The Zambian subsidiary of the Chinese giant Sinohydro has been chosen to carry out the civil engineering work for the construction of the Kalulushi solar concentration plant (SCP) in the copper belt province. Chinese state-owned Sinohydro is the world’s 14th largest hydropower engineering and construction company. The project is being developed by the Independent Power Producer (IPP) Margam Valley Solar Energy Corporation.
In Zambia, the results of the tender to carry out the civil works for the Kalulushi Concentrating Solar Power Plant (CSP) were recently made public. The Zambian subsidiary of the Chinese company Sinohydro has been appointed to execute this civil works contract. The Kalulushi CSP solar power plant construction project is being developed by a consortium formed by Margam Valley Solar Energy Corporation, Afrisolar Power and EnergyLine Zambia.
The future concentrating power plant will be built on a 450 hectare site located 1 km from the Kitwe Chingola Road in the Kalulushi District, Copperbelt Province, Zambia. The complex will be made up of mirrors that will concentrate the sun’s rays to heat a thermal fluid that will turn turbines to produce 200 MW of electricity.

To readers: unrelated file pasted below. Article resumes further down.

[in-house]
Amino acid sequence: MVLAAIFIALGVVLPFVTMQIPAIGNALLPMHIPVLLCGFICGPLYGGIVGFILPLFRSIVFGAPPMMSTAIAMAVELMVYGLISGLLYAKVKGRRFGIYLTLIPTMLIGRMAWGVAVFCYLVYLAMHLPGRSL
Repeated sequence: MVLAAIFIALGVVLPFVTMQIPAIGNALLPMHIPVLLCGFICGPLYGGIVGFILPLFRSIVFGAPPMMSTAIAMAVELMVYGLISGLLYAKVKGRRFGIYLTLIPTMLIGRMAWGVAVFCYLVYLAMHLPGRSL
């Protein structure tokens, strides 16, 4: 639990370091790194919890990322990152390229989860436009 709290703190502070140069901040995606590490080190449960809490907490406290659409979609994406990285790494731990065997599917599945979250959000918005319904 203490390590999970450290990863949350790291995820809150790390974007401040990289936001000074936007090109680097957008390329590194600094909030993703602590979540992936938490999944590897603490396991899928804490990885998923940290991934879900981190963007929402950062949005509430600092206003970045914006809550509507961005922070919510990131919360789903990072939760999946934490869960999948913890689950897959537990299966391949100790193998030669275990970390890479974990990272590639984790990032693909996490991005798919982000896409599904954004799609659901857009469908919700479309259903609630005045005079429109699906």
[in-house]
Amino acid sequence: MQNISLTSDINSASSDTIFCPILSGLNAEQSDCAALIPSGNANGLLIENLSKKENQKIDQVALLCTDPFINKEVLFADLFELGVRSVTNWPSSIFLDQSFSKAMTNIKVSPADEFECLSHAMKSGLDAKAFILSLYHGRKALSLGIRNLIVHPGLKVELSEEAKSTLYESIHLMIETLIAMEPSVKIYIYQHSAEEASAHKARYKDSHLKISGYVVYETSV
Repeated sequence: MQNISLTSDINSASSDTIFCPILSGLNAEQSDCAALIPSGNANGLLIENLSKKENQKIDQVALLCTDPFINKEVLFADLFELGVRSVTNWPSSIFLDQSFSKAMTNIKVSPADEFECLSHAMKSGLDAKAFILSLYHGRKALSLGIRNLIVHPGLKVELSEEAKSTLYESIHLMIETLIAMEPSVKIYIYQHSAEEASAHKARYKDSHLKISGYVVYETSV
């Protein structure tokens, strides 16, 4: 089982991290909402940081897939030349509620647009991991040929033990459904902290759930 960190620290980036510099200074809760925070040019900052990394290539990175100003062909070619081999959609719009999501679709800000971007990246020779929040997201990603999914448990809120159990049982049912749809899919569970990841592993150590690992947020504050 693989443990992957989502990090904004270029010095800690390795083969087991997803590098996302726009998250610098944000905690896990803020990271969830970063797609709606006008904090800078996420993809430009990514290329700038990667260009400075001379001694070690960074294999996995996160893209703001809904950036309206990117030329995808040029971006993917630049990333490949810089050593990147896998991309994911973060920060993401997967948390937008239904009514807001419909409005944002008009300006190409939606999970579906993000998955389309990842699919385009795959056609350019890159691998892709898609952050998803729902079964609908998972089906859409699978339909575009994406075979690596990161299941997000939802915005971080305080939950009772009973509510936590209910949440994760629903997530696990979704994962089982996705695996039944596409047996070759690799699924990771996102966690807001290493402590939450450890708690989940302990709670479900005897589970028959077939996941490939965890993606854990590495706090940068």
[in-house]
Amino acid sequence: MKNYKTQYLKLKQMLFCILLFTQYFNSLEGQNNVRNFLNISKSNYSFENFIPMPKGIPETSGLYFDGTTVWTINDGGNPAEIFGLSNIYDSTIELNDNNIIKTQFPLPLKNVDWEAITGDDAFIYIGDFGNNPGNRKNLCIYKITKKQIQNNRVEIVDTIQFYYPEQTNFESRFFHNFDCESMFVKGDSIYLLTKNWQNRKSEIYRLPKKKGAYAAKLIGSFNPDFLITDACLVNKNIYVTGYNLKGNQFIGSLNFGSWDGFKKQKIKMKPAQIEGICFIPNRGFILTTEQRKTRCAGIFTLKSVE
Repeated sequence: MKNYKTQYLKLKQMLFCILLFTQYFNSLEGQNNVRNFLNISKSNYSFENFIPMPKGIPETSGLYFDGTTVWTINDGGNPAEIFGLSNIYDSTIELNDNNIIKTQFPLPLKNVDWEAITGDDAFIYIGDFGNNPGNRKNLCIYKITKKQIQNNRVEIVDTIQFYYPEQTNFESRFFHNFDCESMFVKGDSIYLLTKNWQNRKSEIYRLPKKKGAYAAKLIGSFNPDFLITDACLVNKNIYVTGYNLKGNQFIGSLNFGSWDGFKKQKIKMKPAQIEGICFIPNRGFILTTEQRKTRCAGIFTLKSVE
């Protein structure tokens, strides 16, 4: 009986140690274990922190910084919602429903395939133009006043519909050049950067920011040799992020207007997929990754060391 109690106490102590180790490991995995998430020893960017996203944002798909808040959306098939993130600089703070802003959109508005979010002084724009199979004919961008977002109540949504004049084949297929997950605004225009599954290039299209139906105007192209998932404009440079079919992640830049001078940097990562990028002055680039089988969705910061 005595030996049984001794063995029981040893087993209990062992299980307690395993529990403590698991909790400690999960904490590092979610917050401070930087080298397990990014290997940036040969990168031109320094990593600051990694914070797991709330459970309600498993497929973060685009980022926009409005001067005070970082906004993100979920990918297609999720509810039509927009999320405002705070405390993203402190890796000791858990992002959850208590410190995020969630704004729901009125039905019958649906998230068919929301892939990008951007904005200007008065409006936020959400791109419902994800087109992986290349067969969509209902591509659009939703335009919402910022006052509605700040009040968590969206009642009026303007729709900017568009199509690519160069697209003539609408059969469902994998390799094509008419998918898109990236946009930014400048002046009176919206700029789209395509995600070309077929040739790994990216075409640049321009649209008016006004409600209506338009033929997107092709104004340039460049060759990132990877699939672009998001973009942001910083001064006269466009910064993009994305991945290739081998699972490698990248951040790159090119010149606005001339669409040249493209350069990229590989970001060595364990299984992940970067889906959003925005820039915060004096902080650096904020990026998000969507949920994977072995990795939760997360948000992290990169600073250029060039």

According to Akapelwa Akapelwa, the director of Margam Valley Solar Energy Corporation, the consortium of which his company is a member plans to generate a total of 400 MW of electricity from thermo-dynamic solar energy in the Copperbelt province, adding to the share of renewable energy in Zambia’s electricity mix.
Diversification of the electricity mix
This East African country depends on hydropower plants to produce 85% of its electricity (2,380 MW), with a total installed capacity of 2,800 MW. However, Zambia, like other countries in Eastern and Southern Africa, has been affected for several years by drought which reduces river flow, impacting the production of large hydropower plants.
Therefor the Zambian government has embarked on a policy aimed at diversifying its electricity mix through the implementation of other clean energy projects such as solar and wind power. This ambition is supported by independent power producers (IPPs), whose projects have been awarded numerous concessions in the country. One example is the company Power China, which wants to produce 600 MWp of electricity via solar power plants installed in the Chibombo, Chirundu and Siavonga districts. The Chinese company is expected to invest $548 million.